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Design unveiled for the University of Maryland’s School of Public Policy building

University Buildings

Design unveiled for the University of Maryland’s School of Public Policy building

LEO A DALY, in association with VJAA, designed the building.

By David Malone, Associate Editor | November 1, 2019
School of Public Policy aerial UMD campus

All renderings courtesy LEO A DALY

The University of Maryland has a new landmark architectural presence in its new School of Public Policy building.

The building’s design concept is rooted in the spatial typology of the ancient Agora, the birthplace of democratic thought and public discourse. The cascading architectural form follows the natural slope of Chapel Field to form an edge to one of the signature open spaces on campus and shape a carefully orchestrated sequence of interior spaces.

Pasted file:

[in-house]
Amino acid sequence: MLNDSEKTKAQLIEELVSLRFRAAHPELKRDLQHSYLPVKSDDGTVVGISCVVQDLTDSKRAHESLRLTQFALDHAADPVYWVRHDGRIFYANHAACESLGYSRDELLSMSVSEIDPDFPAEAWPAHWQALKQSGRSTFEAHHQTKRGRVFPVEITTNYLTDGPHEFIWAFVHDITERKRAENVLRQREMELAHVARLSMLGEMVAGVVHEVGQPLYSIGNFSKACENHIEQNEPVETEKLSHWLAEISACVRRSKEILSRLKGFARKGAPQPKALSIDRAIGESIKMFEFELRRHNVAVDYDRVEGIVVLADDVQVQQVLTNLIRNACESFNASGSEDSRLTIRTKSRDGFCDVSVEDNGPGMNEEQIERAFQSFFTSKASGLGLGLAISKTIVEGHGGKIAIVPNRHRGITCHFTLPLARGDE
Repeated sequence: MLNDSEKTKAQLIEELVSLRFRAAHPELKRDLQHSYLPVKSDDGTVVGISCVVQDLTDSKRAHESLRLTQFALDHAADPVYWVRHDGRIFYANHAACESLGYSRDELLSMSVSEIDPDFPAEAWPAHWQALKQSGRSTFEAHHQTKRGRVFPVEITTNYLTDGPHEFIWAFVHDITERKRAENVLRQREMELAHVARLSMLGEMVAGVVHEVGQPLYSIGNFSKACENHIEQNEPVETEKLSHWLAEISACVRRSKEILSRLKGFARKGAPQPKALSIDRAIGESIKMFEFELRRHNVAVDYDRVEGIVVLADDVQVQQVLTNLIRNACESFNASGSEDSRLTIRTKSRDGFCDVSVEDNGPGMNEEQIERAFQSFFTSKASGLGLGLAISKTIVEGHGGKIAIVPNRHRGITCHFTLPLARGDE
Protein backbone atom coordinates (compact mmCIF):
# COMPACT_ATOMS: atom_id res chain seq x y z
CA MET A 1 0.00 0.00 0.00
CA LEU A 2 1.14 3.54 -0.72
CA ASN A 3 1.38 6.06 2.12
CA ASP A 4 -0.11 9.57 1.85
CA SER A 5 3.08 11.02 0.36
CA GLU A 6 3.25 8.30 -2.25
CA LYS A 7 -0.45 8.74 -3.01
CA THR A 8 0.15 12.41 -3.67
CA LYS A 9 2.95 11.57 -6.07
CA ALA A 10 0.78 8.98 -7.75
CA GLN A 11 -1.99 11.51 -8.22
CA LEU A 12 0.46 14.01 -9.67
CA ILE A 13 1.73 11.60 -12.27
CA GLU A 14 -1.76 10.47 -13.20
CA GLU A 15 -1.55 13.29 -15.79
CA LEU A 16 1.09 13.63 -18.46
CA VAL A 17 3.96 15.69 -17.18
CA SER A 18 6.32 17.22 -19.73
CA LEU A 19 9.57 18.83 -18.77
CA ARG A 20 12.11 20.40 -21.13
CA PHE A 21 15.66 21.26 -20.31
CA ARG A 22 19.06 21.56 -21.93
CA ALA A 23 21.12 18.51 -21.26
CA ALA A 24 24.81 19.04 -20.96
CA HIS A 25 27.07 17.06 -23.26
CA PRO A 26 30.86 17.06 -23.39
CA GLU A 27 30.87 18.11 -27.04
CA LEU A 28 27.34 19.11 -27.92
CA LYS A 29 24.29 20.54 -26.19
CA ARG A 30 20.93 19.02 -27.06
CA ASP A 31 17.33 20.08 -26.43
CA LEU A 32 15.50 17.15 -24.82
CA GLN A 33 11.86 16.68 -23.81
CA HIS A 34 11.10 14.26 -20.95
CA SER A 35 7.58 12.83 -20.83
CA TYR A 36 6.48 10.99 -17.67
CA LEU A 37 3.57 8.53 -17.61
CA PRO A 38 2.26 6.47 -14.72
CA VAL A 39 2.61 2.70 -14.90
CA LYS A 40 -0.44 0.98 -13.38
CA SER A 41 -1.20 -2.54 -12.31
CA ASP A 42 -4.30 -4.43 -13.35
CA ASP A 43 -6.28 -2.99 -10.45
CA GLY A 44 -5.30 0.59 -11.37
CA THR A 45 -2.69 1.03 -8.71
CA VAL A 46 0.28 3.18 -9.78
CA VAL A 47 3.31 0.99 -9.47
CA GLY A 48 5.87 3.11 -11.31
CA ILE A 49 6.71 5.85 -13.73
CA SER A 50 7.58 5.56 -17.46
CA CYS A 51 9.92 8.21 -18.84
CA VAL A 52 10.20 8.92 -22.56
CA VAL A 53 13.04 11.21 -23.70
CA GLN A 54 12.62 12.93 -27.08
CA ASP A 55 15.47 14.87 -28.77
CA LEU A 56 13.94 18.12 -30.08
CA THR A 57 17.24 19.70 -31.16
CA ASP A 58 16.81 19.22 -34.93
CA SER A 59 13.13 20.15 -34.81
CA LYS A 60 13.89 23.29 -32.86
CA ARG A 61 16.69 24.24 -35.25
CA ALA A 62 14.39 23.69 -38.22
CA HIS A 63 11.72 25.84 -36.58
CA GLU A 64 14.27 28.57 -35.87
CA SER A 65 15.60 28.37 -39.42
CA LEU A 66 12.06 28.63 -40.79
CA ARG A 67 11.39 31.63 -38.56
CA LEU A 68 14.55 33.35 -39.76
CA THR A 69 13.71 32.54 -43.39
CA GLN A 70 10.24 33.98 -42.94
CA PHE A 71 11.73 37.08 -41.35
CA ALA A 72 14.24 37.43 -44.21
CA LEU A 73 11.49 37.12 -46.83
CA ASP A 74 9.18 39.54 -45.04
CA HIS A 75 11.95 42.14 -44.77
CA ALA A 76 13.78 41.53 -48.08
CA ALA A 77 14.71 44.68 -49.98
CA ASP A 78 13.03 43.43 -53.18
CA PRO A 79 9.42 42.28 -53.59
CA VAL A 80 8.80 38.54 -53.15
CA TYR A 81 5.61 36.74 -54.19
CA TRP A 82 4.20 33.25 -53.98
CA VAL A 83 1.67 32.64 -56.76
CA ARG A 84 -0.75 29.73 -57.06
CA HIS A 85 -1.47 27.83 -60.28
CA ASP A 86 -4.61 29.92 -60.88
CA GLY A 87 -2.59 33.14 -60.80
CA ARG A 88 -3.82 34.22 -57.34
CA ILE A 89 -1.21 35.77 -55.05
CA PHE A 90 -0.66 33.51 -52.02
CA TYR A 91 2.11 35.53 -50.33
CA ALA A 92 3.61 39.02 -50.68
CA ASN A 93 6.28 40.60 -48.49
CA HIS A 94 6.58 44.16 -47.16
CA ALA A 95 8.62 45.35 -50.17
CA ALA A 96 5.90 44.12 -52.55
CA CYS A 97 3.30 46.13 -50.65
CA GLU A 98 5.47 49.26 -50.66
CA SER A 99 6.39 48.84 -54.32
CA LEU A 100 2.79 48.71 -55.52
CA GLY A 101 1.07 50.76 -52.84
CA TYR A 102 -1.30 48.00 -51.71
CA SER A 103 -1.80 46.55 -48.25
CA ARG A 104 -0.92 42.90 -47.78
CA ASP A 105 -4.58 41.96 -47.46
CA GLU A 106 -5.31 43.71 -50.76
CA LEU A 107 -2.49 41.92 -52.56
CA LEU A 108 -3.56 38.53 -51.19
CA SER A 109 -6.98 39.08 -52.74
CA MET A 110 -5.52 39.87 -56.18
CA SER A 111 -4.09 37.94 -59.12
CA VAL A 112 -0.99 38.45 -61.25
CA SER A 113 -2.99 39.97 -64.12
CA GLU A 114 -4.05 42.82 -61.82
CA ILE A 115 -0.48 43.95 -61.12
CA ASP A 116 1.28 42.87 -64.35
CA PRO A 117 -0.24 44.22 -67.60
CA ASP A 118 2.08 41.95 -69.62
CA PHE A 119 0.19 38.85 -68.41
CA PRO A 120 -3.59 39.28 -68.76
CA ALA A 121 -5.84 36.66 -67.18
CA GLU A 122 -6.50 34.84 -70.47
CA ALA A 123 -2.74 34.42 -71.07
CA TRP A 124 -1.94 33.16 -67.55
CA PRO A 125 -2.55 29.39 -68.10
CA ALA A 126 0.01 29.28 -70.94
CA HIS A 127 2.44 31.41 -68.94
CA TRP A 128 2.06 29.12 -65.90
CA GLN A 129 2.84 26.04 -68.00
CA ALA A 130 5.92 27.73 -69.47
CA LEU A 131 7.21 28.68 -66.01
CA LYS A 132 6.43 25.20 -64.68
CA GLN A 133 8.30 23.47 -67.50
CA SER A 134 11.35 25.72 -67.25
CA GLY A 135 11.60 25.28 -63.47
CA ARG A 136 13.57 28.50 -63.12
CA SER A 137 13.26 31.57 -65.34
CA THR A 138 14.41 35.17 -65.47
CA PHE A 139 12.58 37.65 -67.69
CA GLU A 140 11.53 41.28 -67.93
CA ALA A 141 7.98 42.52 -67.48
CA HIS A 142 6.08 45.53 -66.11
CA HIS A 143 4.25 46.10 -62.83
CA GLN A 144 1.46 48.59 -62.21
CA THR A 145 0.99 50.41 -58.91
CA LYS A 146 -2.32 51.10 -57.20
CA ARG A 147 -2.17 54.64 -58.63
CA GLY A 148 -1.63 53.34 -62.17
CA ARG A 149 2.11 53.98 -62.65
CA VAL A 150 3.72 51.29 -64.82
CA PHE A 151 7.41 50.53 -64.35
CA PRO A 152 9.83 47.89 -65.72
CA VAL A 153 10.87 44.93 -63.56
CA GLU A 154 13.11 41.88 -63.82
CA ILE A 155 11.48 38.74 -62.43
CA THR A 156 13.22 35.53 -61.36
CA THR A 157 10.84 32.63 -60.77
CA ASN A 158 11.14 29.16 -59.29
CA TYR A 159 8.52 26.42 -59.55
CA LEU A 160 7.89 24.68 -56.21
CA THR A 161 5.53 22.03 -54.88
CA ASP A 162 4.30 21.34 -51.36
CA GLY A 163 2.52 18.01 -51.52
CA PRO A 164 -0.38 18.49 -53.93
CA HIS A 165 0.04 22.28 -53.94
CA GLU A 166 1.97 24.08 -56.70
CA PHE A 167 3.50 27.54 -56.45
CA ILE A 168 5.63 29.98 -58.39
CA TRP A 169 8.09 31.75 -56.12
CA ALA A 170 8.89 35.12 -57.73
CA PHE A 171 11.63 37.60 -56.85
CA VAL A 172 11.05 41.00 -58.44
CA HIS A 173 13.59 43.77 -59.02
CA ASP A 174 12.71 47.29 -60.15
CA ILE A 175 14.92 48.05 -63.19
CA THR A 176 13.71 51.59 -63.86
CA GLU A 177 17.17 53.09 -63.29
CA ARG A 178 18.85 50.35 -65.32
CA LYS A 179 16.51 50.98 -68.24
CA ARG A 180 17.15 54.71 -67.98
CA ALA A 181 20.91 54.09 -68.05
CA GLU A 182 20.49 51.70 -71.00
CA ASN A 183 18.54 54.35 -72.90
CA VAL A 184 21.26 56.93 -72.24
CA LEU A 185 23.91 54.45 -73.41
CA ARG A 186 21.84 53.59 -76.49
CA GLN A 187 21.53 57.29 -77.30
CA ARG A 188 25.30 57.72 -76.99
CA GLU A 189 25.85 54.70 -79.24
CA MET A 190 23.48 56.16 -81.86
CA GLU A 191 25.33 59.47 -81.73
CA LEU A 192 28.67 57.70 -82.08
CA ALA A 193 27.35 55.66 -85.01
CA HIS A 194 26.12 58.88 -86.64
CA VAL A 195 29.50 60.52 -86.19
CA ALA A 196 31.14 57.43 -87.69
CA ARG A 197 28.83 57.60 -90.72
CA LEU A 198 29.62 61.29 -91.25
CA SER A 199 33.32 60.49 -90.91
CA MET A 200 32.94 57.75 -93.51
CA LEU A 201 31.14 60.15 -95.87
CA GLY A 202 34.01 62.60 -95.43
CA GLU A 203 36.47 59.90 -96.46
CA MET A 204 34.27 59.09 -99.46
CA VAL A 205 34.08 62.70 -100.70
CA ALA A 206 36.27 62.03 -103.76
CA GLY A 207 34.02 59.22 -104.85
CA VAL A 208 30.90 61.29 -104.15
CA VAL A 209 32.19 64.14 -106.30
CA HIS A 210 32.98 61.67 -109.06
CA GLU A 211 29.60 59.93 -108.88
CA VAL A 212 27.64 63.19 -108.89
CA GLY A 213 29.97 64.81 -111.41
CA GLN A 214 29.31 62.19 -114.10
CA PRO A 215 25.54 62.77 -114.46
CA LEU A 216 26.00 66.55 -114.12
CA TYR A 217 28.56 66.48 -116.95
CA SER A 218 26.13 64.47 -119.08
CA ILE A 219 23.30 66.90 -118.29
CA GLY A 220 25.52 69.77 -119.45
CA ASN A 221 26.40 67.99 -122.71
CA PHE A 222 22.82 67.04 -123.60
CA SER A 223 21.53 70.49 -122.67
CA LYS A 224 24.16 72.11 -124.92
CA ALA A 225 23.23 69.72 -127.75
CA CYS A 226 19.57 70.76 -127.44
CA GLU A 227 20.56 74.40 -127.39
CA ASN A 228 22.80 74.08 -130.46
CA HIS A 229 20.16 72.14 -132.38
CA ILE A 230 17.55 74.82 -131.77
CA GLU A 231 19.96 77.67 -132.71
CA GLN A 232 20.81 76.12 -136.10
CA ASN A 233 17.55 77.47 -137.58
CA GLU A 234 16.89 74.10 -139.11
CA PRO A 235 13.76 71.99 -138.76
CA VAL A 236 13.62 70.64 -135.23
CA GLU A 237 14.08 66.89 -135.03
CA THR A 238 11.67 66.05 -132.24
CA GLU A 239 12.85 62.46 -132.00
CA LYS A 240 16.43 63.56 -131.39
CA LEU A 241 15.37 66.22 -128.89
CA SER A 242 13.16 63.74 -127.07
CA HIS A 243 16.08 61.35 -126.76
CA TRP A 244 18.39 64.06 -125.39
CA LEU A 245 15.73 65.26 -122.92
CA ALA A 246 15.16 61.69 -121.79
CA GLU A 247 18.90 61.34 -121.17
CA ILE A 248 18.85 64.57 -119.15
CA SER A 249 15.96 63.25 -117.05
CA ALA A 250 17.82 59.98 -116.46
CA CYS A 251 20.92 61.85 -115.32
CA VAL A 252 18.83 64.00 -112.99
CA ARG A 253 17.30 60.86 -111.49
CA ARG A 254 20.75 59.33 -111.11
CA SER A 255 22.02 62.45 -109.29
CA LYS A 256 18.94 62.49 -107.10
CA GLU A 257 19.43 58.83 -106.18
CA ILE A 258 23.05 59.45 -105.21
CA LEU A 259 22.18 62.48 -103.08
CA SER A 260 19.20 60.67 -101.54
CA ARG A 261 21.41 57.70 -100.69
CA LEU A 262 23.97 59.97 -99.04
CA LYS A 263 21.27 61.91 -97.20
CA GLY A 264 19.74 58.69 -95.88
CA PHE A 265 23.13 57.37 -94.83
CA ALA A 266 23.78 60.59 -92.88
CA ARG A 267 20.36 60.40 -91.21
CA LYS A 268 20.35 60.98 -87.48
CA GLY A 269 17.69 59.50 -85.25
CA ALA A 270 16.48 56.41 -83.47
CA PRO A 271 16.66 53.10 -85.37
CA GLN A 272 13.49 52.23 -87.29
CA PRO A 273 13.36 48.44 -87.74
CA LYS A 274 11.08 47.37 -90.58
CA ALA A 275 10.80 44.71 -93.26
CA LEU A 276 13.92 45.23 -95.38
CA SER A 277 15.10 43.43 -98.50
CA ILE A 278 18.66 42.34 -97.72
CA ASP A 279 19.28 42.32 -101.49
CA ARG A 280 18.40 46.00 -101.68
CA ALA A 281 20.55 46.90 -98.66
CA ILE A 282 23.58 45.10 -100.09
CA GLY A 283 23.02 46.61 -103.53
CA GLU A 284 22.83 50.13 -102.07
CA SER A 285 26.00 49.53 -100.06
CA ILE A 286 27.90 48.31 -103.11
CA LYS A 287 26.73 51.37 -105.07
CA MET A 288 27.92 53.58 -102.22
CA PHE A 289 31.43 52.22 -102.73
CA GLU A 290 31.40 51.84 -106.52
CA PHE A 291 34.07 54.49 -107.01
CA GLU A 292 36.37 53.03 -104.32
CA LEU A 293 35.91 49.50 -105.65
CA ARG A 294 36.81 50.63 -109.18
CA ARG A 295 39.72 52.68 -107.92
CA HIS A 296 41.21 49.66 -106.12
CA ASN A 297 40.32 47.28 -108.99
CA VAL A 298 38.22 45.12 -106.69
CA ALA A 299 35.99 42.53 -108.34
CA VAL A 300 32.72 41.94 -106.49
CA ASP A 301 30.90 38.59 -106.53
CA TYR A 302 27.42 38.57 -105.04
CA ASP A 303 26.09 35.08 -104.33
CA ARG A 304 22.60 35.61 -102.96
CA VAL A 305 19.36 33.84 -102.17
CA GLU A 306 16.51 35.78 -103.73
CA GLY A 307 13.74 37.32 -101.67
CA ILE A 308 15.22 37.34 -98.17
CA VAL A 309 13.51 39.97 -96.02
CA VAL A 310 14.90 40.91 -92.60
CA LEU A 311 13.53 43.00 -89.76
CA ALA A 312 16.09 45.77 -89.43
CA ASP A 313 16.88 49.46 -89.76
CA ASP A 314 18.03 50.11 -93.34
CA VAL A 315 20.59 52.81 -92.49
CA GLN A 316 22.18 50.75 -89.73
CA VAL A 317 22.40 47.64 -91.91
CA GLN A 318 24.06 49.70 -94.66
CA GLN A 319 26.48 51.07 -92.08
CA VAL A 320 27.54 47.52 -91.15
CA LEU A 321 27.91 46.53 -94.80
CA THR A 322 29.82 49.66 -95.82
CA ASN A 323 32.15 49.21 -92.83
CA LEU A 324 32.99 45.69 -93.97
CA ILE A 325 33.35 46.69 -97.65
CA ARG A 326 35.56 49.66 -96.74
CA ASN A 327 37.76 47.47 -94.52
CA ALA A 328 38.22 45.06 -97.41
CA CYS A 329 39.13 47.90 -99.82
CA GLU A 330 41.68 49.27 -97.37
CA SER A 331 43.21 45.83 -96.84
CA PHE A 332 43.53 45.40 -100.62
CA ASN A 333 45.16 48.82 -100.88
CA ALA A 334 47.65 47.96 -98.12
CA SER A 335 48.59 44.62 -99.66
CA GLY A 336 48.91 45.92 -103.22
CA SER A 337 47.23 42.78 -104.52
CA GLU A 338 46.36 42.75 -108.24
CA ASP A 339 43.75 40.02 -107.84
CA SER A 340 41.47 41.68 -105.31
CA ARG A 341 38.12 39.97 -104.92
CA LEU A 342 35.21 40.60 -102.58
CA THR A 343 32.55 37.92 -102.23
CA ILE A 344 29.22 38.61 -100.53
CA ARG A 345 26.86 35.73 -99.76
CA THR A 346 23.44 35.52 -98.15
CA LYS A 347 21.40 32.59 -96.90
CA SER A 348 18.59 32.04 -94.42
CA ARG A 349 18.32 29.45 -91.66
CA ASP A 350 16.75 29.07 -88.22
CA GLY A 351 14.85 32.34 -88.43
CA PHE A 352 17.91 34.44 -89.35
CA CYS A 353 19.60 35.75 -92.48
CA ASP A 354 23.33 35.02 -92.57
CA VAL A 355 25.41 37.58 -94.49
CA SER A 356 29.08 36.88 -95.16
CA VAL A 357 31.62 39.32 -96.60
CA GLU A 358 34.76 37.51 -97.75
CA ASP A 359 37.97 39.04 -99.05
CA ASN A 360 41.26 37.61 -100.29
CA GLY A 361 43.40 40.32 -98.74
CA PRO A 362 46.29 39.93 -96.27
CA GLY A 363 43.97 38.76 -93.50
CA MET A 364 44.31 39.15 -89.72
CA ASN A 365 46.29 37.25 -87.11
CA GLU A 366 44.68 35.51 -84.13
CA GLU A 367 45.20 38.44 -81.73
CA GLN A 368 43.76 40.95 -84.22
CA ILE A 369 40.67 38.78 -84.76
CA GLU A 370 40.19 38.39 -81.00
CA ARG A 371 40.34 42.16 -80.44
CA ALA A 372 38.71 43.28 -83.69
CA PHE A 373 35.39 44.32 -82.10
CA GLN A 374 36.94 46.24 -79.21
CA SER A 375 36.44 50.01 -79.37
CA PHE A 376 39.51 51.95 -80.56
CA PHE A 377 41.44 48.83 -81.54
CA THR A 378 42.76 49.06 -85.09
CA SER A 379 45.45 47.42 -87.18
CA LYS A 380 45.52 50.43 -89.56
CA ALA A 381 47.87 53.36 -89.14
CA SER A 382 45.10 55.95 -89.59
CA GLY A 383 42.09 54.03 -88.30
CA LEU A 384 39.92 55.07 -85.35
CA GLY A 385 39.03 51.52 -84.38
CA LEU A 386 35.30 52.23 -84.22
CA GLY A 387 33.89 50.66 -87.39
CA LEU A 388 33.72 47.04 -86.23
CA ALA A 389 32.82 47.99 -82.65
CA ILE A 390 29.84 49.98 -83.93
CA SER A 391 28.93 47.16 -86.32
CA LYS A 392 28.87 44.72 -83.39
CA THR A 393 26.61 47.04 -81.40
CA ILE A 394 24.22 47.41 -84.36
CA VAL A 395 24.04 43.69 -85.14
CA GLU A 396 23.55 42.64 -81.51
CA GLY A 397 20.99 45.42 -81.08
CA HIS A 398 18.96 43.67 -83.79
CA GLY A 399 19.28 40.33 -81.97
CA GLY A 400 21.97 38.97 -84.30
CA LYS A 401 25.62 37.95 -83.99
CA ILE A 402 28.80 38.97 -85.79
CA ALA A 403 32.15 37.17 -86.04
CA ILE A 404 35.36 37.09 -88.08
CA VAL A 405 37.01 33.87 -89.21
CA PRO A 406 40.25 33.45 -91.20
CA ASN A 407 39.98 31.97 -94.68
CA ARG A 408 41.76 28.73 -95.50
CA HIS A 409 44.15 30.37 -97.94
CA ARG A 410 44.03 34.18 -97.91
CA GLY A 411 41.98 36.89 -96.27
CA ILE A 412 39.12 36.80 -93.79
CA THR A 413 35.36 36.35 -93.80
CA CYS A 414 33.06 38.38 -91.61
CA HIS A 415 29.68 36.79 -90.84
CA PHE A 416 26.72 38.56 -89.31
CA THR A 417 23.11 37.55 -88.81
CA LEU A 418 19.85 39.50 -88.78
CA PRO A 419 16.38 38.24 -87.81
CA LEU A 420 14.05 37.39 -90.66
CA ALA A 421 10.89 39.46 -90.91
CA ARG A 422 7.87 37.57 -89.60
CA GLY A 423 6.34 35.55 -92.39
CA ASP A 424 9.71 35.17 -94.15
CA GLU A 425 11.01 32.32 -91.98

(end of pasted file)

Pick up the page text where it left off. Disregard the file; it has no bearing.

School of public Policy exterior


Entrances on the east and west sides connect to a large, communal atrium designed to encourage chance meetings, informal study, and interdepartmental collaboration. On the building’s east side is Do Good Plaza, a shared outdoor event space that establishes a new gateway into campus. Brick cladding and white columns connect visually with Lee Hall to the north while the building’s sculpted massing frames Rossborough Inn to the northeast and memorial Chapel to the southwest.


School of Public Policy interior on the University of Maryland campus


The four-story building brings together the School’s more than 90 faculty members and over 1,000 undergraduate and graduate students and serves as the headquarters for the Do Good Institute, a campus-wide hub for social innovation, philanthropy, and nonprofit leadership. The facility will also include five instructional spaces ranging in size from 25 to 150 seats, a library, and a rooftop terrace.


See Also: South-West Middle School welcomes its first students


The School of Public Policy is expected to achieve LEED Gold rating with biophilic design elements that will connect occupants to nature, reduce the building’s environmental footprint, and provide healthy and productive spaces for work and study.

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